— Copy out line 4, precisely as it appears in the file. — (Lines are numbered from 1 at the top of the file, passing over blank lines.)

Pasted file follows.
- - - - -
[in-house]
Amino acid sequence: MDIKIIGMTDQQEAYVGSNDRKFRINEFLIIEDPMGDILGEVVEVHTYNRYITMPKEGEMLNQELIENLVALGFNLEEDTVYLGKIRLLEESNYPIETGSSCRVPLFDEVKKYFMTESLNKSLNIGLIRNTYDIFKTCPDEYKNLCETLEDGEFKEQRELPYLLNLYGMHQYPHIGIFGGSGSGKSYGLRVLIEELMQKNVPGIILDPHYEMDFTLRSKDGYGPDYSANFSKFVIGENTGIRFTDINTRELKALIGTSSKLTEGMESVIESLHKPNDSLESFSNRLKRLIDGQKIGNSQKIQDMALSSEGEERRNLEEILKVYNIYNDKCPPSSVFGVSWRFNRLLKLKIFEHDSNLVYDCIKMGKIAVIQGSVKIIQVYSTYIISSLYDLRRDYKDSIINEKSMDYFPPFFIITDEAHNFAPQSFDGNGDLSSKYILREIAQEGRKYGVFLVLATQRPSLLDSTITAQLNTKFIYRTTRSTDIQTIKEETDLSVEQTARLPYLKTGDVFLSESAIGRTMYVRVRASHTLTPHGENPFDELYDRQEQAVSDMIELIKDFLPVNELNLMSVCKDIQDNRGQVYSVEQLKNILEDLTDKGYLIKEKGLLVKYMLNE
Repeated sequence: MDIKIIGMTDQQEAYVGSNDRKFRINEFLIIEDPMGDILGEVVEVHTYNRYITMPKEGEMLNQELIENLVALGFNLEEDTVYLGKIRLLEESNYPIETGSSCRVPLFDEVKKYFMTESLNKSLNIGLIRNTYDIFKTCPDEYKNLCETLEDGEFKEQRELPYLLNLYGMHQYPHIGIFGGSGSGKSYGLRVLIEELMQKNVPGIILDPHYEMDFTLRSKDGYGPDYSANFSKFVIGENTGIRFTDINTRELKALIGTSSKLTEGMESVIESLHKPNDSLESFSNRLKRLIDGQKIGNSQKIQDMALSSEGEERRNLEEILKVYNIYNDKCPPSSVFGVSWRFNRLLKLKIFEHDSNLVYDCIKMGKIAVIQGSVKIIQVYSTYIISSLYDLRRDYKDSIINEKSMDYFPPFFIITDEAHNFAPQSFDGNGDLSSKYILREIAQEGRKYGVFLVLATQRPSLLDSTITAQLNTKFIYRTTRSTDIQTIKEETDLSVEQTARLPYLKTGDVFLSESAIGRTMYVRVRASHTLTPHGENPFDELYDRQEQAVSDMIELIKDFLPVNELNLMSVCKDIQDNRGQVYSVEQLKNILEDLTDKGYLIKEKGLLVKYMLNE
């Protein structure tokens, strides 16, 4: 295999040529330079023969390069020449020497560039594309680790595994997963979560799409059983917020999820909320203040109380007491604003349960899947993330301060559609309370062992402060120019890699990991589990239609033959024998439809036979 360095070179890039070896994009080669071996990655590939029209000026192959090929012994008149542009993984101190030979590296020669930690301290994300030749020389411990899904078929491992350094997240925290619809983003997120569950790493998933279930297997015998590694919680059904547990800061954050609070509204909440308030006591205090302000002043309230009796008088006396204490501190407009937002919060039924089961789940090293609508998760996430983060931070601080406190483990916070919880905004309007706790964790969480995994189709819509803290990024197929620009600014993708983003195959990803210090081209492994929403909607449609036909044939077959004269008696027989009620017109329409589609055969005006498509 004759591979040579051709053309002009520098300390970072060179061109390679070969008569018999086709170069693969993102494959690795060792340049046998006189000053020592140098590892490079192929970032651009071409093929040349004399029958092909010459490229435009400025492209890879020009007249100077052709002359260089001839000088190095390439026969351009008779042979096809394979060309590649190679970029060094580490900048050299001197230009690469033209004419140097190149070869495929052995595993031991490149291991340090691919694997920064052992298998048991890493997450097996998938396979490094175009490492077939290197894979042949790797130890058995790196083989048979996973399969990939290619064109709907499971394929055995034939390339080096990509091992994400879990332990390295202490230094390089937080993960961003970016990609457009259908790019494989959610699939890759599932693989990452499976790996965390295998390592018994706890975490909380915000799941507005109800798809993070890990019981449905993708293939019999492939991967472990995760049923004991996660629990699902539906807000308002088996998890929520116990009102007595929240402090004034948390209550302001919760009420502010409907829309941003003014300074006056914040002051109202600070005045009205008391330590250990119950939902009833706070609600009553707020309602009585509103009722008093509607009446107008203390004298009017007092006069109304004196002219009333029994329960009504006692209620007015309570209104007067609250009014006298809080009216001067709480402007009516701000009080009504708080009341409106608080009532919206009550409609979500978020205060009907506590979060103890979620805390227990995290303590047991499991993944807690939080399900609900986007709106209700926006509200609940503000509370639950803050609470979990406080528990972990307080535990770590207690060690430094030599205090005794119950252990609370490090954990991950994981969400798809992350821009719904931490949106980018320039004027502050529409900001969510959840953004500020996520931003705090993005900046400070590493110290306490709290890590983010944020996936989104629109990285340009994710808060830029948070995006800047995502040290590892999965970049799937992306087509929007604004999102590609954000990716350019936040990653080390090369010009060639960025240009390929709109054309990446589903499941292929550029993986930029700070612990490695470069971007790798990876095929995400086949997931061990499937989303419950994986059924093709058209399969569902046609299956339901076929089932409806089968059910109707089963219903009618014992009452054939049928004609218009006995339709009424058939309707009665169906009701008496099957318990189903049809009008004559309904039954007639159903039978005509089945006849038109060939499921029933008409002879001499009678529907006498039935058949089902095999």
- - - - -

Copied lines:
């Protein structure tokens, strides 16, 4: 295999040529330079023969390069020449020497560039594309680790595994997963979560799409059983917020999820909320203040109380007491604003349960899947993330301060559609309370062992402060120019890699990991589990239609033959024998439809036979 360095070179890039070896994009080669071996990655590939029209000026192959090929012994008149542009993984101190030979590296020669930690301290994300030749020389411990899904078929491992350094997240925290619809983003997120569950790493998933279930297997015998590694919680059904547990800061954050609070509204909440308030006591205090302000002043309230009796008088006396204490501190407009937002919060039924089961789940090293609508998760996430983060931070601080406190483990916070919880905004309007706790964790969480995994189709819509803290990024197929620009600014993708983003195959990803210090081209492994929403909607449609036909044939077959004269008696027989009620017109329409589609055969005006498509 004759591979040579051709053309002009520098300390970072060179061109390679070969008569018999086709170069693969993102494959690795060792340049046998006189000053020592140098590892490079192929970032651009071409093929040349004399029958092909010459490229435009400025492209890879020009007249100077052709002359260089001839000088190095390439026969351009008779042979096809394979060309590649190679970029060094580490900048050299001197230009690469033209004419140097190149070869495929052995595993031991490149291991340090691919694997920064052992298998048991890493997450097996998938396979490094175009490492077939290197894979042949790797130890058995790196083989048979996973399969990939290619064109709907499971394929055995034939390339080096990509091992994400879990332990390295202490230094390089937080993960961003970016990609457009259908790019494989959610699939890759599932693989990452499976790996965390295998390592018994706890975490909380915000799941507005109800798809993070890990019981449905993708293939019999492939991967472990995760049923004991996660629990699902539906807000308002088996998890929520116990009102007595929240402090004034948390209550302001919760009420502010409907829309941003003014300074006056914040002051109202600070005045009205008391330590250990119950939902009833706070609600009553707020309602009585509103009722008093509607009446107008203390004298009017007092006069109304004196002219009333029994329960009504006692209620007015309570209104007067609250009014006298809080009216001067709480402007009516701000009080009504708080009341409106608080009532919206009550409609979500978020205060009907506590979060103890979620805390227990995290303590047991499991993944807690939080399900609900986007709106209700926006509200609940503000509370639950803050609470979990406080528990972990307080535990770590207690060690430094030599205090005794119950252990609370490090954990991950994981969400798809992350821009719904931490949106980018320039004027502050529409900001969510959840953004500020996520931003705090993005900046400070590493110290306490709290890590983010944020996936989104629109990285340009994710808060830029948070995006800047995502040290590892999965970049799937992306087509929007604004999102590609954000990716350019936040990653080390090369010009060639960025240009390929709109054309990446589903499941292929550029993986930029700070612990490695470069971007790798990876095929995400086949997931061990499937989303419950994986059924093709058209399969569902046609299956339901076929089932409806089968059910109707089963219903009618014992009452054939049928004609218009006995339709009424058939309707009665169906009701008496099957318990189903049809009008004559309904039954007639159903039978005509089945006849038109060939499921029933008409002879001499009678529907006498039935058949089902095999």